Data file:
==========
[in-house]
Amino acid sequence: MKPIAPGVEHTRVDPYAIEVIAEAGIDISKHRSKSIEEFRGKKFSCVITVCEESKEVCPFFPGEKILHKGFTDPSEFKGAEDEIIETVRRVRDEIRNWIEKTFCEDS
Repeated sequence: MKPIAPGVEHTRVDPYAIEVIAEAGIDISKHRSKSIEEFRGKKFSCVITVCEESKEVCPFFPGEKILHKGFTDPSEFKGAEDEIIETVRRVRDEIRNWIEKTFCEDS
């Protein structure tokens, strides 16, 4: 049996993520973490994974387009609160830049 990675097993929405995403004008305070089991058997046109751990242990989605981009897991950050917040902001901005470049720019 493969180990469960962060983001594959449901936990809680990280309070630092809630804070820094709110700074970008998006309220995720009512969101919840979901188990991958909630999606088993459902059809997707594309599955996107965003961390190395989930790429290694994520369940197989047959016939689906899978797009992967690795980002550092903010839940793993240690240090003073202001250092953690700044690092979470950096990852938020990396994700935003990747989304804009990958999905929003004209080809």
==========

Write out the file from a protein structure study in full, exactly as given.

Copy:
[in-house]
Amino acid sequence: MKPIAPGVEHTRVDPYAIEVIAEAGIDISKHRSKSIEEFRGKKFSCVITVCEESKEVCPFFPGEKILHKGFTDPSEFKGAEDEIIETVRRVRDEIRNWIEKTFCEDS
Repeated sequence: MKPIAPGVEHTRVDPYAIEVIAEAGIDISKHRSKSIEEFRGKKFSCVITVCEESKEVCPFFPGEKILHKGFTDPSEFKGAEDEIIETVRRVRDEIRNWIEKTFCEDS
């Protein structure tokens, strides 16, 4: 049996993520973490994974387009609160830049 990675097993929405995403004008305070089991058997046109751990242990989605981009897991950050917040902001901005470049720019 493969180990469960962060983001594959449901936990809680990280309070630092809630804070820094709110700074970008998006309220995720009512969101919840979901188990991958909630999606088993459902059809997707594309599955996107965003961390190395989930790429290694994520369940197989047959016939689906899978797009992967690795980002550092903010839940793993240690240090003073202001250092953690700044690092979470950096990852938020990396994700935003990747989304804009990958999905929003004209080809």